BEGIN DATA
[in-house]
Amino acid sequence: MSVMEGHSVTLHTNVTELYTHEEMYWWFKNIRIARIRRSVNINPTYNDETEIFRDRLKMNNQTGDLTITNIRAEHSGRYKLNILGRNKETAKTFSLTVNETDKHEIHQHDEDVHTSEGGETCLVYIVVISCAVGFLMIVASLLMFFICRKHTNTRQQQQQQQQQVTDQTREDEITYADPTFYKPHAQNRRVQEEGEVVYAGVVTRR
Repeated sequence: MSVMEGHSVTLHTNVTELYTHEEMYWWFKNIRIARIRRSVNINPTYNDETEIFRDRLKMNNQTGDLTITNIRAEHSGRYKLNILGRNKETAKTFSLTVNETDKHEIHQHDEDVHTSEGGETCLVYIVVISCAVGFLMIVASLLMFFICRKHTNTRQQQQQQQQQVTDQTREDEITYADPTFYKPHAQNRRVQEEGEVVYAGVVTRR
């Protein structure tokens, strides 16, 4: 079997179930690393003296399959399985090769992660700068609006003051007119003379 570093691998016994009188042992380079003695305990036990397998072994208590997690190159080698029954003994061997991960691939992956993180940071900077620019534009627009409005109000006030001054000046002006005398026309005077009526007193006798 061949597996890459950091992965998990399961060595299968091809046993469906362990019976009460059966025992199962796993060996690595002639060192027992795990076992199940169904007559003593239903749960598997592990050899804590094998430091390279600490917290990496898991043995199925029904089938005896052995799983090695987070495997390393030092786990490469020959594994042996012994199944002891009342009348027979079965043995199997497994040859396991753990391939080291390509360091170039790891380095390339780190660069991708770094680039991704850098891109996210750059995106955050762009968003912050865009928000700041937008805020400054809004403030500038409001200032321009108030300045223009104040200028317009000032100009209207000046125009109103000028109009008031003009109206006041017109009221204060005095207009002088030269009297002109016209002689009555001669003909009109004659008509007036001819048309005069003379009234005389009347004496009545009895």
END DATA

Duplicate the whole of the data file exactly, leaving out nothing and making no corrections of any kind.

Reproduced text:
[in-house]
Amino acid sequence: MSVMEGHSVTLHTNVTELYTHEEMYWWFKNIRIARIRRSVNINPTYNDETEIFRDRLKMNNQTGDLTITNIRAEHSGRYKLNILGRNKETAKTFSLTVNETDKHEIHQHDEDVHTSEGGETCLVYIVVISCAVGFLMIVASLLMFFICRKHTNTRQQQQQQQQQVTDQTREDEITYADPTFYKPHAQNRRVQEEGEVVYAGVVTRR
Repeated sequence: MSVMEGHSVTLHTNVTELYTHEEMYWWFKNIRIARIRRSVNINPTYNDETEIFRDRLKMNNQTGDLTITNIRAEHSGRYKLNILGRNKETAKTFSLTVNETDKHEIHQHDEDVHTSEGGETCLVYIVVISCAVGFLMIVASLLMFFICRKHTNTRQQQQQQQQQVTDQTREDEITYADPTFYKPHAQNRRVQEEGEVVYAGVVTRR
């Protein structure tokens, strides 16, 4: 079997179930690393003296399959399985090769992660700068609006003051007119003379 570093691998016994009188042992380079003695305990036990397998072994208590997690190159080698029954003994061997991960691939992956993180940071900077620019534009627009409005109000006030001054000046002006005398026309005077009526007193006798 061949597996890459950091992965998990399961060595299968091809046993469906362990019976009460059966025992199962796993060996690595002639060192027992795990076992199940169904007559003593239903749960598997592990050899804590094998430091390279600490917290990496898991043995199925029904089938005896052995799983090695987070495997390393030092786990490469020959594994042996012994199944002891009342009348027979079965043995199997497994040859396991753990391939080291390509360091170039790891380095390339780190660069991708770094680039991704850098891109996210750059995106955050762009968003912050865009928000700041937008805020400054809004403030500038409001200032321009108030300045223009104040200028317009000032100009209207000046125009109103000028109009008031003009109206006041017109009221204060005095207009002088030269009297002109016209002689009555001669003909009109004659008509007036001819048309005069003379009234005389009347004496009545009895």